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The Mammoth Book of Body Horror edited by Paul Kane and Marie O’Regan

The Mammoth Book of Body Horror edited by Paul Kane and Marie O'ReganPublisher: Constable Robinson
Paperback (512pp)

A good themed anthology, especially one with the word Mammoth in the title, should be a mix of the old and the new, a collection of classic reprints as well as some new material for those of us who need a little bit more than just a re-read of old favourites. Illustrating very nicely indeed the way to do this kind of thing properly is The Mammoth Book of Body Horror, edited by Paul Kane and Marie O’Regan and published by Constable Robinson.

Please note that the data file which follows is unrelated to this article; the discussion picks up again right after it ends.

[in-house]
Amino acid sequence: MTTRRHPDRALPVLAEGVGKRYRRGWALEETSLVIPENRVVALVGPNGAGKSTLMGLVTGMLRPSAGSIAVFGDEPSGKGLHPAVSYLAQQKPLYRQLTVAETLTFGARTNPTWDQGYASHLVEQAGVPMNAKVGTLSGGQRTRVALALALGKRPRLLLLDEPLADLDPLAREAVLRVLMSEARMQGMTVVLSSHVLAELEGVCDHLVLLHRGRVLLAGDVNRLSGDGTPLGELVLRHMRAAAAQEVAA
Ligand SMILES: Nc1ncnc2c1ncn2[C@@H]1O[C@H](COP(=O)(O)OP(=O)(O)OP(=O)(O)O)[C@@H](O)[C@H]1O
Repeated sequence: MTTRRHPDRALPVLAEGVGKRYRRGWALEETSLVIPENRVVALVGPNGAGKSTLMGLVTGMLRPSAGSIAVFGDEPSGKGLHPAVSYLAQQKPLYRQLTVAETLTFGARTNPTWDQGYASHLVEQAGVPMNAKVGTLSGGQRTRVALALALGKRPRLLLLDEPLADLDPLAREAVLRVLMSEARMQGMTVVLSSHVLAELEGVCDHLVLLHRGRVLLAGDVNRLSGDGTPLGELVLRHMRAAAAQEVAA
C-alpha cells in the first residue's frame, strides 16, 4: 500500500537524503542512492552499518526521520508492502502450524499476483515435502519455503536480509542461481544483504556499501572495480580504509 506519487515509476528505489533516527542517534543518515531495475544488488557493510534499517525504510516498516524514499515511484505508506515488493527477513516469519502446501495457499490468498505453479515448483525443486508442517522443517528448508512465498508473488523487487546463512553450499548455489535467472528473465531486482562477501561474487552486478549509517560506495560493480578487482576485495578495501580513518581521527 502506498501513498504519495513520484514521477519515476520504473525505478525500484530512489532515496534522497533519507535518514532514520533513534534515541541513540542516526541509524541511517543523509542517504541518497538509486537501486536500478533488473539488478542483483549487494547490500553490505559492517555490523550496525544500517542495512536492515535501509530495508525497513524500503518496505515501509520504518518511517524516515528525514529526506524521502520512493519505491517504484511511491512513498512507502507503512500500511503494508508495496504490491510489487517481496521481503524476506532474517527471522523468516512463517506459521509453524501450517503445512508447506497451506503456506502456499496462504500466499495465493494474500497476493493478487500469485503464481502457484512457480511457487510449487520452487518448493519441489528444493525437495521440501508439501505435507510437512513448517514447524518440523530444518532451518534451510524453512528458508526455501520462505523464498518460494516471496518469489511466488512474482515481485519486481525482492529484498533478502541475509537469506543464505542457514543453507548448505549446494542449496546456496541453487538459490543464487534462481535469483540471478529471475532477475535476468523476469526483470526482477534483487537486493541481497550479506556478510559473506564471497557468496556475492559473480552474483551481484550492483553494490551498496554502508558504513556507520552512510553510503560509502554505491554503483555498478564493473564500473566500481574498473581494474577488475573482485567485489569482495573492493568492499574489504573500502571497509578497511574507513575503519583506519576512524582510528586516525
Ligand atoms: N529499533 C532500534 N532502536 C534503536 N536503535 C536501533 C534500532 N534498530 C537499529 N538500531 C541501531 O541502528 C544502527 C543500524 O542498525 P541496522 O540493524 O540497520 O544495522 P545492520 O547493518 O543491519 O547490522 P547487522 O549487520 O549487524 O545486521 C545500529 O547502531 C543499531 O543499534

The book kicks off with a short, chatty introduction by Stuart Gordon, director of the classic ReAnimator and a number of other fine horror pictures including Dagon and Poe’s The Black Cat for television. Understandably Gordon concentrates mainly on his hunt for, and eventual discovery of, the Lovecraft story that helped make his reputation, but he does take time out to mention some of the other stories in here, as well as a quick anecdote about meeting Wes Craven at a urinal, before we get into the stories proper.